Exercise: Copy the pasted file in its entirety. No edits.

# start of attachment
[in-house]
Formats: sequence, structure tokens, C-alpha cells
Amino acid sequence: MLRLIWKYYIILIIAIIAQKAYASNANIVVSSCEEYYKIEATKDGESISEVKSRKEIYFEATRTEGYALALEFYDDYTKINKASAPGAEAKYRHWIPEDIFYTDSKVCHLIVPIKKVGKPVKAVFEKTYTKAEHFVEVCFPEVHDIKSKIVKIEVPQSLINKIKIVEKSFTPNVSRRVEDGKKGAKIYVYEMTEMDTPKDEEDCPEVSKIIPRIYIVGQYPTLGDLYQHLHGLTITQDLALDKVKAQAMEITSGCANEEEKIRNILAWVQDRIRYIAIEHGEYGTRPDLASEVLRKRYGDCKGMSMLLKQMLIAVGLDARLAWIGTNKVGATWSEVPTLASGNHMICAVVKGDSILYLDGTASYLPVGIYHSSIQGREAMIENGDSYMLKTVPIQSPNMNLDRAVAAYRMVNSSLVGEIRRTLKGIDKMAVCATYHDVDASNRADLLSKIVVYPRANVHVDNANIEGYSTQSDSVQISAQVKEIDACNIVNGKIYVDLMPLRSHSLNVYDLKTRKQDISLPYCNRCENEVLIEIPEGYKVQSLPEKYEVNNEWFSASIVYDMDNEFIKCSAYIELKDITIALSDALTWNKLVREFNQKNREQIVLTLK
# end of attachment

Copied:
[in-house]
Formats: sequence, structure tokens, C-alpha cells
Amino acid sequence: MLRLIWKYYIILIIAIIAQKAYASNANIVVSSCEEYYKIEATKDGESISEVKSRKEIYFEATRTEGYALALEFYDDYTKINKASAPGAEAKYRHWIPEDIFYTDSKVCHLIVPIKKVGKPVKAVFEKTYTKAEHFVEVCFPEVHDIKSKIVKIEVPQSLINKIKIVEKSFTPNVSRRVEDGKKGAKIYVYEMTEMDTPKDEEDCPEVSKIIPRIYIVGQYPTLGDLYQHLHGLTITQDLALDKVKAQAMEITSGCANEEEKIRNILAWVQDRIRYIAIEHGEYGTRPDLASEVLRKRYGDCKGMSMLLKQMLIAVGLDARLAWIGTNKVGATWSEVPTLASGNHMICAVVKGDSILYLDGTASYLPVGIYHSSIQGREAMIENGDSYMLKTVPIQSPNMNLDRAVAAYRMVNSSLVGEIRRTLKGIDKMAVCATYHDVDASNRADLLSKIVVYPRANVHVDNANIEGYSTQSDSVQISAQVKEIDACNIVNGKIYVDLMPLRSHSLNVYDLKTRKQDISLPYCNRCENEVLIEIPEGYKVQSLPEKYEVNNEWFSASIVYDMDNEFIKCSAYIELKDITIALSDALTWNKLVREFNQKNREQIVLTLK